In 200 Minds — A Response

There is always an aspect of live theatre that can never be explained after the fact. The connection between audience and performer is tangible in person, but when you try to describe it to friends and whānau you end up with a sentence like “I can’t really remember the specifics but it was really good, you should go and see it!”

Such is the case with In 200 Minds, performed and choreographed by Katie Shaw. I entered the theatre with a feeling of anticipation, openness, and intrigue. I left feeling just as intrigued, with a bit of introspection and confusion thrown in the mix as well.

The stage was set with a single lamp as well as a softly glowing red box, with a stone atop, covered in walnuts, lemons, and apples. Katie Shaw entered, their costume also adorned with walnuts, lemons, apples. These three consumables featured heavily in the hour that followed, and I was constantly asking myself—“why walnuts, lemons, apples?” The question for me was never really answered—hence the intrigue and confusion.

Shaw opened the show in near darkness with jittery and minimal movements. They repeated the movements and expanded on them, changing the action slightly on each repetition. It reminded me of Steve Reich’s Piano Phase—the same idea repeated over and over, overlapping, on top of itself, getting larger until it circles back on itself and becomes whole again. A lot of the choreography in the show seemed similar in a way to minimalist music of the twentieth century, which was exciting for me as a musician who knows nothing about dance. This association reminded me that you can find art in any art form, even if it may not be the art that the creator or performer intended you to find.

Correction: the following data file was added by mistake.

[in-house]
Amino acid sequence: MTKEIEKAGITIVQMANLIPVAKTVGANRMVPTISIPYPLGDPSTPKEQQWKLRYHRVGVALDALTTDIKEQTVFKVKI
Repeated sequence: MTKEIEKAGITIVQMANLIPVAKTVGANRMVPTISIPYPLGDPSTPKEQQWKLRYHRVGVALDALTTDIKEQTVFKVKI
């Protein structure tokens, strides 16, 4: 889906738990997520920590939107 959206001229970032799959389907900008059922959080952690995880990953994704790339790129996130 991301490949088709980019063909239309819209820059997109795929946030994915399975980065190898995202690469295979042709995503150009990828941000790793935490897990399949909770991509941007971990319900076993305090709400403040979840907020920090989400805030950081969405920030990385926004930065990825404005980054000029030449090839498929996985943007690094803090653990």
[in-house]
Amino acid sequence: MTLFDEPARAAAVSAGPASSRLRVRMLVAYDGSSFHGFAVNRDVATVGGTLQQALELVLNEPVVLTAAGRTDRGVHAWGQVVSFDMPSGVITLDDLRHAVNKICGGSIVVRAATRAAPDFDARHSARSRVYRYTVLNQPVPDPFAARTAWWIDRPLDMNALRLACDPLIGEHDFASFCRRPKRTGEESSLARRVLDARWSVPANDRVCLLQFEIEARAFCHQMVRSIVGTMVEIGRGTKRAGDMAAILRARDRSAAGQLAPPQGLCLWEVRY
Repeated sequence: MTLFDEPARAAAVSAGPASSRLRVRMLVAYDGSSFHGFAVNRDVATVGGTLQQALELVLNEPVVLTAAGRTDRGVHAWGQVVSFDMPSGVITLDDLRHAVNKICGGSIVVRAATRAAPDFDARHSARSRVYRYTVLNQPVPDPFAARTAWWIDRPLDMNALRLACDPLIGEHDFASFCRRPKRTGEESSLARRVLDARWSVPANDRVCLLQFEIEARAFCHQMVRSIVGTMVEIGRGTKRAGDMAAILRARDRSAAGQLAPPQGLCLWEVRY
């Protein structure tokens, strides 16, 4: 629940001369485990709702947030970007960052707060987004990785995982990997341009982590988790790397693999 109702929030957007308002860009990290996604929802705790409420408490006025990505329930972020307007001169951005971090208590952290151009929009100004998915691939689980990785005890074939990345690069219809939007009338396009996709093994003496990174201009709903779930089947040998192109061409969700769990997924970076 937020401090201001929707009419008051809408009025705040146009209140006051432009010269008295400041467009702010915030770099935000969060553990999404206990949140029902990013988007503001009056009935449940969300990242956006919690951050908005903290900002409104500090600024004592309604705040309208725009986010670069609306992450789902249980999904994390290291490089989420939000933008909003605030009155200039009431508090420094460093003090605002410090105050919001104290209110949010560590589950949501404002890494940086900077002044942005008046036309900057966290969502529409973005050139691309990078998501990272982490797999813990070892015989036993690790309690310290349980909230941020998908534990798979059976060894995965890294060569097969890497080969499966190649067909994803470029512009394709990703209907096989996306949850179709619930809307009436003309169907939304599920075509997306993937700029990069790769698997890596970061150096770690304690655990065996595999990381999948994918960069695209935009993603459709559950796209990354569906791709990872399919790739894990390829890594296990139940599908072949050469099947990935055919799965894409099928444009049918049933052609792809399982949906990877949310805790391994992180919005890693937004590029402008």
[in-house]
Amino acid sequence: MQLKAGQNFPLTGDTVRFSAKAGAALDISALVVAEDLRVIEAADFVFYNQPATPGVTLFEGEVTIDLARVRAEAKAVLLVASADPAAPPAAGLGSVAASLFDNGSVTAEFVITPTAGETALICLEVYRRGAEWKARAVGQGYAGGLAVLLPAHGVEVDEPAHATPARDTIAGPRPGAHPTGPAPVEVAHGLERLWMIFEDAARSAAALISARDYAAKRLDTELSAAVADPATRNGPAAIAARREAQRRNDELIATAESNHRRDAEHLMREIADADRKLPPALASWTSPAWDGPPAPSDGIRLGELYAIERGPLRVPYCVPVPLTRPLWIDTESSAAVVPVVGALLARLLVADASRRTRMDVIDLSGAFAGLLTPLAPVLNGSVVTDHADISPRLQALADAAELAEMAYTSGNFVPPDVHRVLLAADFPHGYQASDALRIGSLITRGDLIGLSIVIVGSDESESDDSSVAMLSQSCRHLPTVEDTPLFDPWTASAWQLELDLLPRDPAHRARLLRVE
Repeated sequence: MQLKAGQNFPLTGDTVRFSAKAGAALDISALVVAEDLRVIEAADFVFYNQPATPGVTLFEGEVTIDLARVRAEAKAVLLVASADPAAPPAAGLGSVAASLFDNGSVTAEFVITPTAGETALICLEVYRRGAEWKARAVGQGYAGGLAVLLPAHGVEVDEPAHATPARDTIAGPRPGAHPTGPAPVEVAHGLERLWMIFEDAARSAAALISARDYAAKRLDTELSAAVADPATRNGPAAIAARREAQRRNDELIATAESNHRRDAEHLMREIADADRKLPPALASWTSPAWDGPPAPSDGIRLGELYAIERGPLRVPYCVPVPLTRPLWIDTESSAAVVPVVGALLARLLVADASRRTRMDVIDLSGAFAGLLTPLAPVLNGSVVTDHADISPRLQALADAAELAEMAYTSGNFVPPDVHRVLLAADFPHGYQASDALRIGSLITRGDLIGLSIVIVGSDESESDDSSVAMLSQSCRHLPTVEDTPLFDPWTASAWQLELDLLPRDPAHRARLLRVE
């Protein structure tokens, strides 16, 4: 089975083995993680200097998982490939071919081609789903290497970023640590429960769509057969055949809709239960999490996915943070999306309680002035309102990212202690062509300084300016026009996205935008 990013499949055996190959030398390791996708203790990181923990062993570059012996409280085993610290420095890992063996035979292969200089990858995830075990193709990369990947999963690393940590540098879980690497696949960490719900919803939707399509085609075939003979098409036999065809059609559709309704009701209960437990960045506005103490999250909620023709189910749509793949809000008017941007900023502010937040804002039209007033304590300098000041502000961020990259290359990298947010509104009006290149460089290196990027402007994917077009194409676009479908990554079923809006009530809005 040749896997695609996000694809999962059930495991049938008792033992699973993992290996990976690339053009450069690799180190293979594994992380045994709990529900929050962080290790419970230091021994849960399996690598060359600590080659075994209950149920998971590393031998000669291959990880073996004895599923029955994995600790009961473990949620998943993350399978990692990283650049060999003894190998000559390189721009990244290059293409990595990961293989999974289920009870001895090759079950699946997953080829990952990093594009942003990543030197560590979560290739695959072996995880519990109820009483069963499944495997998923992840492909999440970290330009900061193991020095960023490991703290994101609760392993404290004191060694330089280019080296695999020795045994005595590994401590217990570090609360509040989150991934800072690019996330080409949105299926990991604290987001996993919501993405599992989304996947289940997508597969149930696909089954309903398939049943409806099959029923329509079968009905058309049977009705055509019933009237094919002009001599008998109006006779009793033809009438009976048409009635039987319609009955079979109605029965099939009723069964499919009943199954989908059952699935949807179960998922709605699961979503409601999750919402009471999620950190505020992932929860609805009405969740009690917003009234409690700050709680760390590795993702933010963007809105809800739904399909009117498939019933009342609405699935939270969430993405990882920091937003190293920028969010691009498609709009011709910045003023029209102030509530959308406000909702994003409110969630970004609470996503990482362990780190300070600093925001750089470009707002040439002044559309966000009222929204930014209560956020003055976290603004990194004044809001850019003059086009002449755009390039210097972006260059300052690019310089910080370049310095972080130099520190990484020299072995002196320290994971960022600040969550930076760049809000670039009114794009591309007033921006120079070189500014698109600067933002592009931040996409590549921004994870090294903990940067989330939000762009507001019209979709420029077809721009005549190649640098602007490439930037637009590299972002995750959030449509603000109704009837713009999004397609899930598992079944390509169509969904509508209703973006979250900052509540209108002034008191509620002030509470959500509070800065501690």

This idea keeps coming back to me as I search for meaning in Shaw’s movements. One of my favourite parts of any live performance is the idea of intention vs. interpretation; I wondered how Shaw was feeling during the performance, and how they thought the audience might be feeling. In this instance, there were large parts of the show that I did not ‘understand’—we watched Shaw bite into and masticate an apple for what felt like a full two minutes. We watched them grind walnuts and lemons on the stone, use their elbow as a lemon press, and squeeze lemon juice into their eyes. I wonder what Shaw was trying to tell us with these perplexing actions and if they wanted to create a sense of intensity and unease. Then again, perhaps there is no meaning behind these actions at all, as in the description of the show we are told, “Watch them try to carry the weight of the world. Watch them fuck it up. Watch them fail miserably. Watch them. They just want to be seen.”

In 200 Minds was an extremely interesting show and it was a very intimate and intense experience. Katie Shaw’s choreography and performance were passionate and frenzied and you would have a hard time not paying attention to them—I think, in a way, this means intention and interpretation were (perhaps rarely) aligned.

Featured image by Lulu Qiu courtesy of Katie Shaw and Basement Theatre.


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